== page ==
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Joining the military after college

  1. Jul 23, 2007 #1
    Once I earned my physics and math degrees, I planned to go to graduate school. Problem is, I don't think I will be able to afford to go to graduate school because I will be drowning in college loans I will have to pay back. Think it will be a good idea to join the military since they pay for college before and after you graduate before I apply to grad school? I would like to know other options to consider for a student who desperately wants to earn a master or pHD but is drowning in college debt.
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  3. Jul 23, 2007 #2
    What about things such as assistantships, ect. I was under the impression that many graduate students are supported by their academic department. You don't have to pay back loans until you graduate.
  4. Jul 23, 2007 #3
    what do you mean graduate students are supported by their academic department? do you mean to tell me the academic departments generally finance the student graduate education and students don't pay anything? Anyways I wanted to ask is it a good idea to join the military after you graduate from college in order to pay back student loans for your undergraduate education.
  5. Jul 23, 2007 #4


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    What country are you from? In the US, it is indeed possible to go to school during your enlistment. However, realize that the needs of the government always come first. You will always be a soldier/sailor/airman/marine first. You squeeze school in where you can unless you get lucky enough to get to go to grad school for your military profession.

    The military is not the place to simply help you get your education. Entering the military is an extremely important decision that you can not take lightly (especially in today's world). I would highly suggest that you ask yourself this question: If you were not planning on going to grad school, would you have ever considered the military? If the answer is no, I'd start looking at jobs and more loans.
  6. Jul 23, 2007 #5


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    Also remember that as a grad student (unless you have a really bad supervisor) you generally don't get shot at! And car bombs are relatively rare except for some of the more competative English literatre depts.
  7. Jul 23, 2007 #6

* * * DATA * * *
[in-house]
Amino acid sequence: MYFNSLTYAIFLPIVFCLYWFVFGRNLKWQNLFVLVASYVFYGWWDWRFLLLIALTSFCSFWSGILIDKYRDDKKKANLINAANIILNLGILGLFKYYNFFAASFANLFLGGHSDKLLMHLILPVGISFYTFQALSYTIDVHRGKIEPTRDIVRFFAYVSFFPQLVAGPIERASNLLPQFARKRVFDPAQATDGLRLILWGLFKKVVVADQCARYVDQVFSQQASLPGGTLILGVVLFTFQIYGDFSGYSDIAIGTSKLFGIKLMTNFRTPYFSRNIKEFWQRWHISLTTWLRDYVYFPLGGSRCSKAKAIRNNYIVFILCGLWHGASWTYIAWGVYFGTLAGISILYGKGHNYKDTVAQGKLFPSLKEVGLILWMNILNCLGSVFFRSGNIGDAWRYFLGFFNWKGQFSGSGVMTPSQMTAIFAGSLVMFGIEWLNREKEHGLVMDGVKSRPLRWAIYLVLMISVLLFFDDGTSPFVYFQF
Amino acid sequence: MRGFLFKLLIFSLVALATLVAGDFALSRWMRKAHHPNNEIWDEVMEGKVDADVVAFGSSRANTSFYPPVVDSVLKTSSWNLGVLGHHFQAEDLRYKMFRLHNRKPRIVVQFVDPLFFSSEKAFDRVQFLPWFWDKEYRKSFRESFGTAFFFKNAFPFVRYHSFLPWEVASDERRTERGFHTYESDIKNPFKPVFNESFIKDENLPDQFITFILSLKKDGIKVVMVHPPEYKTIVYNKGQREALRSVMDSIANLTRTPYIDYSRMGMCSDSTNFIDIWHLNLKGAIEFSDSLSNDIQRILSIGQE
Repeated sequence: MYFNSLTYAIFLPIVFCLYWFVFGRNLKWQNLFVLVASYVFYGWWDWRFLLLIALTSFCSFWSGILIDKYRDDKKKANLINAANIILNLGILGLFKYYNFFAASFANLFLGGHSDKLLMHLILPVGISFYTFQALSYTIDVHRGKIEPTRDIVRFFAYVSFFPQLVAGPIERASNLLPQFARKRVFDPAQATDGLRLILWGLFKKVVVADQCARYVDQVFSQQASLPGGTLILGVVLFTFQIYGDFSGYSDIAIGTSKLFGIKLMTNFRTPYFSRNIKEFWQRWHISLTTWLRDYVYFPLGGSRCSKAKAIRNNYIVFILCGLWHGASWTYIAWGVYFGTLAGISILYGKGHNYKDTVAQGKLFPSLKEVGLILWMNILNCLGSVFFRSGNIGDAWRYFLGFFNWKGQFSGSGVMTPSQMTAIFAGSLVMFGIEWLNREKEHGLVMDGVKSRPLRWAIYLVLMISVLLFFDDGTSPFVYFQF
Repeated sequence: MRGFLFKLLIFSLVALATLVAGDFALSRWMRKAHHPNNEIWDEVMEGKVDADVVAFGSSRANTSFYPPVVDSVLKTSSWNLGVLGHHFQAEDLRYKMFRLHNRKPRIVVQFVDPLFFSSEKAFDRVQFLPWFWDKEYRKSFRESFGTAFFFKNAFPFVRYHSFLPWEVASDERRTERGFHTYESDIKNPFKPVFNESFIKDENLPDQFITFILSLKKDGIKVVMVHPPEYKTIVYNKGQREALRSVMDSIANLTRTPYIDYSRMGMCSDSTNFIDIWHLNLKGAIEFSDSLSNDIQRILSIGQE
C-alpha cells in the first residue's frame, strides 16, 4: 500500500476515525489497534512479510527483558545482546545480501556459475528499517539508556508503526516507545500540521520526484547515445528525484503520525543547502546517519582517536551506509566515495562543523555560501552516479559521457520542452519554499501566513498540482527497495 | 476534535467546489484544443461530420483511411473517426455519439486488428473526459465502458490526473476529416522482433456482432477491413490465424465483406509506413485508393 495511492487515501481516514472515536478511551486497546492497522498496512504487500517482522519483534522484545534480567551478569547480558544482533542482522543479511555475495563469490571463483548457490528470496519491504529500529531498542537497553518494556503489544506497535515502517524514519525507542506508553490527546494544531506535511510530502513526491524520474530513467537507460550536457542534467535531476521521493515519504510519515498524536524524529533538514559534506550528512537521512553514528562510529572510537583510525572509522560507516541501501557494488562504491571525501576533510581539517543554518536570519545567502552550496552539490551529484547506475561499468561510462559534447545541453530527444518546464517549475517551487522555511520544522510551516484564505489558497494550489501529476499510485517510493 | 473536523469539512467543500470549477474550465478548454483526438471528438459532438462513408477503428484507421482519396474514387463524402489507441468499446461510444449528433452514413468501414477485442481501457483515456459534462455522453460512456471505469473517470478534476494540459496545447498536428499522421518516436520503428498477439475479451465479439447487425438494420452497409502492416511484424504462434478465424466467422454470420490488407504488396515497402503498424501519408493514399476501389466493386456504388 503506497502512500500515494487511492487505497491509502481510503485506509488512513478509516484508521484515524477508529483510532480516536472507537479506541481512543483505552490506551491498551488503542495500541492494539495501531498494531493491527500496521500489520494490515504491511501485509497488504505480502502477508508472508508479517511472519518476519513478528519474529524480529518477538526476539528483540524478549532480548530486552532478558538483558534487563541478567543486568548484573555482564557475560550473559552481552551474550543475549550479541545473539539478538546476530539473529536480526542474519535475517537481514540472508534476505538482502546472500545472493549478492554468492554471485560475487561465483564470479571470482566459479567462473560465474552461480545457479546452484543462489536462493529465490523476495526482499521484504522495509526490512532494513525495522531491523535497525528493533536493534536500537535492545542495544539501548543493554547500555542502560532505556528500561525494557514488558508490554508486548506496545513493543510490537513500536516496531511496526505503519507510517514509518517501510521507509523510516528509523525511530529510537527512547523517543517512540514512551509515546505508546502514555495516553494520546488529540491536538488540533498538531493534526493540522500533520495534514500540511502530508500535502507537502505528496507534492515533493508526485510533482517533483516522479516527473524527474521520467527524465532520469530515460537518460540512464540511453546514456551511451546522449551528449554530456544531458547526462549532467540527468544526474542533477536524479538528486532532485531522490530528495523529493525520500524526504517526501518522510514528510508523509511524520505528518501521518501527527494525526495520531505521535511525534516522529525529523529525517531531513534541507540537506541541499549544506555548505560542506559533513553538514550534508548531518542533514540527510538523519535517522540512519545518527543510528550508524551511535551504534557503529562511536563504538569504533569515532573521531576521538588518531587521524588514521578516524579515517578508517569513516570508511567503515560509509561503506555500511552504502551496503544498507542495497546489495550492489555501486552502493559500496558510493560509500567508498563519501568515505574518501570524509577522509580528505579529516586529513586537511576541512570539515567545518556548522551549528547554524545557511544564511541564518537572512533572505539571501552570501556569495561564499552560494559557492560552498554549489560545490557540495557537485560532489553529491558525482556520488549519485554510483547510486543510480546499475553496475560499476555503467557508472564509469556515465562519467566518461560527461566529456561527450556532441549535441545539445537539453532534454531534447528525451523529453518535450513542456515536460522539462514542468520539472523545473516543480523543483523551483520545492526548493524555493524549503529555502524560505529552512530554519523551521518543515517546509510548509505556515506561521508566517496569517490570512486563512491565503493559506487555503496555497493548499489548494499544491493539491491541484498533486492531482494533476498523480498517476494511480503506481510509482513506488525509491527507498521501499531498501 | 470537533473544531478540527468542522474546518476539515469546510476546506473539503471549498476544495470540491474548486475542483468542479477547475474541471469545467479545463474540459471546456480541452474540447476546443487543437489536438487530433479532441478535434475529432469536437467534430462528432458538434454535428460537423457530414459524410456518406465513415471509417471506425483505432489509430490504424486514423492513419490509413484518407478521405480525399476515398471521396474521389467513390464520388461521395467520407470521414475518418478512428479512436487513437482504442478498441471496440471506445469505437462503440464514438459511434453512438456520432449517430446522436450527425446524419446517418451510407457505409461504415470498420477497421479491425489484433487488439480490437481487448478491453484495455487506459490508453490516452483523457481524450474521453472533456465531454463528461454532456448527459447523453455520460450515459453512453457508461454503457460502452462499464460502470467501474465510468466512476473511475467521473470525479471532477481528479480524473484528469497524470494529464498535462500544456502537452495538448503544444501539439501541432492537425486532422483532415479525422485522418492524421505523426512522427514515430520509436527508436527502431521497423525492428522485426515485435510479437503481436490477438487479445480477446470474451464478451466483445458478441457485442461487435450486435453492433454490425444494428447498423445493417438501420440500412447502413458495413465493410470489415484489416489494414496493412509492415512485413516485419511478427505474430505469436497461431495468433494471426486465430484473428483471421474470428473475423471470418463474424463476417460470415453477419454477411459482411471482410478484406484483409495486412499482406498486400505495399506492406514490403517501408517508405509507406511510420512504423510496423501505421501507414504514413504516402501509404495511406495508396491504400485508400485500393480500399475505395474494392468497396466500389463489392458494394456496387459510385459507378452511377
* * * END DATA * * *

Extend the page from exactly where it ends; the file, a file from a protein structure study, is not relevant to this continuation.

In physics, as a grad student in a medium size department (not a super small department and not a giant one like Urbana-Champlain) the first 2-3 years you will typically get a Teaching Assistantship which will cover your tuition and a small stipend to live on. The stipend is usually enough to live on- but depends on the geographic location of the school and the exact school stipend. In return, you will have to teach some undergraduate classes.

    After that, you will typically get a Research Assistantship which pays your tuition and a small stipend to perform research. This depends on your research advisor's funding situation typically.
  8. Jul 23, 2007 #7
    Also (in the US) you get a deferment in your student loans while you are in school.
  9. Jul 23, 2007 #8
    also a new bill is about to pass that say that you will only have to pay 15% of your salary towards your loans for 10 years , and then the government will pay the rest.
  10. Jul 23, 2007 #9


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    By what I heard, it is very rare in the US for a Physics PhD student to pay for grad school, or at least to not have any assisstantships/scholarships/aid at all.
  11. Jul 23, 2007 #10


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    Back in the Vietnam era, that is exactly why I joined the Navy, worked like a charm, BUT. I did it for my undergrad degree. To delay grad school for 4 to 6 yrs of Military nonsense would not help you. As already stated in the US you will be PAID to go to grad shoool. Just do it
  12. Jul 23, 2007 #11
    didn't you have to serve after undergrad?
  13. Jul 24, 2007 #12
    The only reason you should join the military is because you love your country and are willing to make some serious sacrafices for it.

    If you join up primarily for the college money you will hate it.

    I joined after my undergrad not for the money but because I wanted to serve.

    There are easier ways to make a good living.
    Last edited: Jul 24, 2007
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